“I would say that our hands are pretty tied,” Norwood said. “Crawford County has taken the stance that land-use regulations should rely at the local level currently, so if there was to be a requirement, it would come from the local municipalities.”
But a lawyer for one of those municipalities said that in such a situation, local governments have little recourse as well. Brian Cagle, the attorney for Summit Township, found himself making a similar point at the most recent township meeting when people upset about Joseph’s actions at the park expressed their concerns.
“They were somewhat upset the township wasn’t doing more to stop Keldon Holdings in its plans,” Cagle recalled in an interview Monday. “I tried to explain that the township is very limited in what it can do. The township has to follow its ordinance.”
As long as subdivision requests such as the ones made by Keldon Holdings comply with the ordinance, they have to be granted, according to Cagle.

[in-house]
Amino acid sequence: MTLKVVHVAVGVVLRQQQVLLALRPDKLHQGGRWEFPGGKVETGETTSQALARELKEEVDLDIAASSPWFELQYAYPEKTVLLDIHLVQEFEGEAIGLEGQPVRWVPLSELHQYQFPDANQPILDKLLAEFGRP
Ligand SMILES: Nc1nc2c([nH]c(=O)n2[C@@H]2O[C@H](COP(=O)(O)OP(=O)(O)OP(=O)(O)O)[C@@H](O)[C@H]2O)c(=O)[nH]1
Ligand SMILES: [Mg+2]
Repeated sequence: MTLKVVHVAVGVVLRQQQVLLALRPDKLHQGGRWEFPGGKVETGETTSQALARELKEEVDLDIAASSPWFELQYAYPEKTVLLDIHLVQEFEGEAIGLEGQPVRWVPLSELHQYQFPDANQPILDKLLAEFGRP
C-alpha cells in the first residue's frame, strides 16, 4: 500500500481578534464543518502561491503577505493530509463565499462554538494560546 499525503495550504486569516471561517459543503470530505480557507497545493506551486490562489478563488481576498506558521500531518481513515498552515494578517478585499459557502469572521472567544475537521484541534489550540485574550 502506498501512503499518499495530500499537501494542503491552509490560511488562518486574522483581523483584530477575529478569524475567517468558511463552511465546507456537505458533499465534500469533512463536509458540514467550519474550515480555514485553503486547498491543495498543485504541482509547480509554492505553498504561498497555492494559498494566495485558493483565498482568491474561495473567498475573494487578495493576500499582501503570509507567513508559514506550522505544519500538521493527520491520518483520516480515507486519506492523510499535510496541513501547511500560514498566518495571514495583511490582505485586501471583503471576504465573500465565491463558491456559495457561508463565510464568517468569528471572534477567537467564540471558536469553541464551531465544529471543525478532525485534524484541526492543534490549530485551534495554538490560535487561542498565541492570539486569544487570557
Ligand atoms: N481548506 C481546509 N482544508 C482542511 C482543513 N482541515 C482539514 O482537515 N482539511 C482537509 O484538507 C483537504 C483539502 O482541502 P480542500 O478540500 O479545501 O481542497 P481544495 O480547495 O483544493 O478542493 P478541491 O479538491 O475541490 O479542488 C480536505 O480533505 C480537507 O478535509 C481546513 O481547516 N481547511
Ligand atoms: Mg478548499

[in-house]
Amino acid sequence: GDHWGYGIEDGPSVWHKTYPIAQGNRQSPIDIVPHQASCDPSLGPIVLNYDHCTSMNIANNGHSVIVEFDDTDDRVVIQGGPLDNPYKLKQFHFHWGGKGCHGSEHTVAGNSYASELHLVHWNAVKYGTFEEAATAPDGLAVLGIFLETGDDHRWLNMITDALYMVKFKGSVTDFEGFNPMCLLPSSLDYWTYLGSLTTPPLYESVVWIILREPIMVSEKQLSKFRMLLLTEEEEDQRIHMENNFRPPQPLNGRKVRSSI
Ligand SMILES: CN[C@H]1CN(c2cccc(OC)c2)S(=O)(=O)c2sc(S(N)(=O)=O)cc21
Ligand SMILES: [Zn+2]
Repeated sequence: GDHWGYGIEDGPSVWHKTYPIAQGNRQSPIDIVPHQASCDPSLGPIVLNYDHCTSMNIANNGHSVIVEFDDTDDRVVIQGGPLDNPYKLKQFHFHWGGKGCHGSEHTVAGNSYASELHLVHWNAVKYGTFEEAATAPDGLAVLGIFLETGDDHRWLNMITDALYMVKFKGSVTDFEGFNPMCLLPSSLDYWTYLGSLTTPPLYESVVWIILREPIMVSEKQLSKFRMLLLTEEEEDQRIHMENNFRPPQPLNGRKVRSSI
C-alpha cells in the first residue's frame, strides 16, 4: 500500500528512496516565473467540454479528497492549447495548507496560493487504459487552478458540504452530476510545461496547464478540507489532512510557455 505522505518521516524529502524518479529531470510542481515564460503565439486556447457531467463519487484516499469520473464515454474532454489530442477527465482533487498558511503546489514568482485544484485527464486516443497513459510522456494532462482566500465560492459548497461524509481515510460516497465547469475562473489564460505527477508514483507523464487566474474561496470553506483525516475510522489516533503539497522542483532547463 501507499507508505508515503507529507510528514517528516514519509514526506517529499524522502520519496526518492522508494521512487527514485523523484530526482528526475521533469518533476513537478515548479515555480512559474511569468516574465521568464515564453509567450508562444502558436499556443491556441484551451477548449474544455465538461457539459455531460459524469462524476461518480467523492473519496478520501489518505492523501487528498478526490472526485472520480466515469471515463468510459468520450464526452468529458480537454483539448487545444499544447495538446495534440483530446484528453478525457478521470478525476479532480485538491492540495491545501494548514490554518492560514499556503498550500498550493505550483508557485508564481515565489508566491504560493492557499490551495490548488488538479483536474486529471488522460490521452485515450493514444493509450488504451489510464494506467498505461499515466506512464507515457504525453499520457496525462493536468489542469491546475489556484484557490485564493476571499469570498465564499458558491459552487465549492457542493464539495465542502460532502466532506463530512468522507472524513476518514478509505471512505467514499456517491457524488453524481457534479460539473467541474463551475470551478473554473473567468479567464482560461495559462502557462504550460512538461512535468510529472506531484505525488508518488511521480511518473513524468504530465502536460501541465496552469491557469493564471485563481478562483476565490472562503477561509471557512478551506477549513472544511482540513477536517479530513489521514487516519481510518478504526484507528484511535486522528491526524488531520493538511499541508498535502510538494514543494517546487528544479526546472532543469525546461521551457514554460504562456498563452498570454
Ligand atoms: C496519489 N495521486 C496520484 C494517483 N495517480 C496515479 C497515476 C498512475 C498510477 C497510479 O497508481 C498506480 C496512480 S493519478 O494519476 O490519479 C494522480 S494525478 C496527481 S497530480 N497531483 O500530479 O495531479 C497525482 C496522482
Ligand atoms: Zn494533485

If local ordinances leave supervisors with little discretion, there’s also little those at the top levels of county government can do, according to county Commissioner Francis Weiderspahn, who attended the Planning Commission meeting on Monday. Commissioner Chairman Eric Henry was also in the audience.
“There isn’t anything that we can do” regarding the concerns raised about Conneaut Lake Park, Weiderspahn said after the meeting.
The unlikely prospect that those at the meeting would be able to address concerns about the park raises the question of why Harris sought the forum to share his letter to Joseph.
“I thought it was good to get our position out in the public domain,” Shannon, Harris’s lawyer, said after the meeting. While no action resulted from the meeting, he added, it demonstrated the strength of community support for maintaining the park in a style similar to its past form.
“These people grew up with Conneaut Lake Park. It’s ingrained in their hearts, so to speak, and they really treasure that place,” Shannon said. “There’s been a big public groundswell, we think, for taking a look at these issues critically and ensuring that Conneaut Lake Park remains open to the public as intended by Mr. Harris.”
Mike Crowley can be reached at (814) 724-6370 or by email at firstname.lastname@example.org.